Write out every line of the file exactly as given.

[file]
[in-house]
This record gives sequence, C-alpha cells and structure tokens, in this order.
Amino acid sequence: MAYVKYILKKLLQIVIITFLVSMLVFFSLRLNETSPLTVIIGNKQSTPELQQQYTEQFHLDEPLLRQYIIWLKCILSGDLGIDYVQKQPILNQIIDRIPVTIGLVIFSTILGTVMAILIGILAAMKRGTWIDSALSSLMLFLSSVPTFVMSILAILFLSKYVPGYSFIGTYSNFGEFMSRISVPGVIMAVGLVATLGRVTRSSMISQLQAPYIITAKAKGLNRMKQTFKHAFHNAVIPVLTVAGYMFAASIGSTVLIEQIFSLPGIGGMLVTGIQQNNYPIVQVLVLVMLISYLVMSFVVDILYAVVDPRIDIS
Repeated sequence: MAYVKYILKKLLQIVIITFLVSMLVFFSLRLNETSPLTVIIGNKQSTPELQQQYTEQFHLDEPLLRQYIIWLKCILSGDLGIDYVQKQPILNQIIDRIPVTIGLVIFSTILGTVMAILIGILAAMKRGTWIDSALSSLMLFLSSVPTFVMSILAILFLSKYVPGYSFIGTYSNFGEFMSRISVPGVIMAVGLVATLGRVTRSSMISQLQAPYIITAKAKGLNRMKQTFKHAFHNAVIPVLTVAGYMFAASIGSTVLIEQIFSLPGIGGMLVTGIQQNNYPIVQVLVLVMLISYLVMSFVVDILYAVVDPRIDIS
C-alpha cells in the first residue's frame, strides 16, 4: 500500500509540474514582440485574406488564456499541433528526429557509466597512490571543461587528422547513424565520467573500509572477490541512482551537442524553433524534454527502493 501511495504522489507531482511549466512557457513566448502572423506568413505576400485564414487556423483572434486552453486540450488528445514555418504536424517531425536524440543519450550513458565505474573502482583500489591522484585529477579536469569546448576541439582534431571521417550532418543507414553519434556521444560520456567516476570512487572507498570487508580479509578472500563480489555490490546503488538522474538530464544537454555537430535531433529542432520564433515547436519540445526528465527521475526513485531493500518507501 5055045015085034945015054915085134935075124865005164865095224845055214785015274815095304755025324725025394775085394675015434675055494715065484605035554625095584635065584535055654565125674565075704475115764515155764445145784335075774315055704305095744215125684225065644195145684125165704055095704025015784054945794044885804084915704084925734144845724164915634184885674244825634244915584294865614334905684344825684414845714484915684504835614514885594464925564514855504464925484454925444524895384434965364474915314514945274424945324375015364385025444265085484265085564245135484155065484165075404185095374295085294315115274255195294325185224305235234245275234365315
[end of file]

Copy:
[in-house]
This record gives sequence, C-alpha cells and structure tokens, in this order.
Amino acid sequence: MAYVKYILKKLLQIVIITFLVSMLVFFSLRLNETSPLTVIIGNKQSTPELQQQYTEQFHLDEPLLRQYIIWLKCILSGDLGIDYVQKQPILNQIIDRIPVTIGLVIFSTILGTVMAILIGILAAMKRGTWIDSALSSLMLFLSSVPTFVMSILAILFLSKYVPGYSFIGTYSNFGEFMSRISVPGVIMAVGLVATLGRVTRSSMISQLQAPYIITAKAKGLNRMKQTFKHAFHNAVIPVLTVAGYMFAASIGSTVLIEQIFSLPGIGGMLVTGIQQNNYPIVQVLVLVMLISYLVMSFVVDILYAVVDPRIDIS
Repeated sequence: MAYVKYILKKLLQIVIITFLVSMLVFFSLRLNETSPLTVIIGNKQSTPELQQQYTEQFHLDEPLLRQYIIWLKCILSGDLGIDYVQKQPILNQIIDRIPVTIGLVIFSTILGTVMAILIGILAAMKRGTWIDSALSSLMLFLSSVPTFVMSILAILFLSKYVPGYSFIGTYSNFGEFMSRISVPGVIMAVGLVATLGRVTRSSMISQLQAPYIITAKAKGLNRMKQTFKHAFHNAVIPVLTVAGYMFAASIGSTVLIEQIFSLPGIGGMLVTGIQQNNYPIVQVLVLVMLISYLVMSFVVDILYAVVDPRIDIS
C-alpha cells in the first residue's frame, strides 16, 4: 500500500509540474514582440485574406488564456499541433528526429557509466597512490571543461587528422547513424565520467573500509572477490541512482551537442524553433524534454527502493 501511495504522489507531482511549466512557457513566448502572423506568413505576400485564414487556423483572434486552453486540450488528445514555418504536424517531425536524440543519450550513458565505474573502482583500489591522484585529477579536469569546448576541439582534431571521417550532418543507414553519434556521444560520456567516476570512487572507498570487508580479509578472500563480489555490490546503488538522474538530464544537454555537430535531433529542432520564433515547436519540445526528465527521475526513485531493500518507501 5055045015085034945015054915085134935075124865005164865095224845055214785015274815095304755025324725025394775085394675015434675055494715065484605035554625095584635065584535055654565125674565075704475115764515155764445145784335075774315055704305095744215125684225065644195145684125165704055095704025015784054945794044885804084915704084925734144845724164915634184885674244825634244915584294865614334905684344825684414845714484915684504835614514885594464925564514855504464925484454925444524895384434965364474915314514945274424945324375015364385025444265085484265085564245135484155065484165075404185095374295085294315115274255195294325185224305235234245275234365315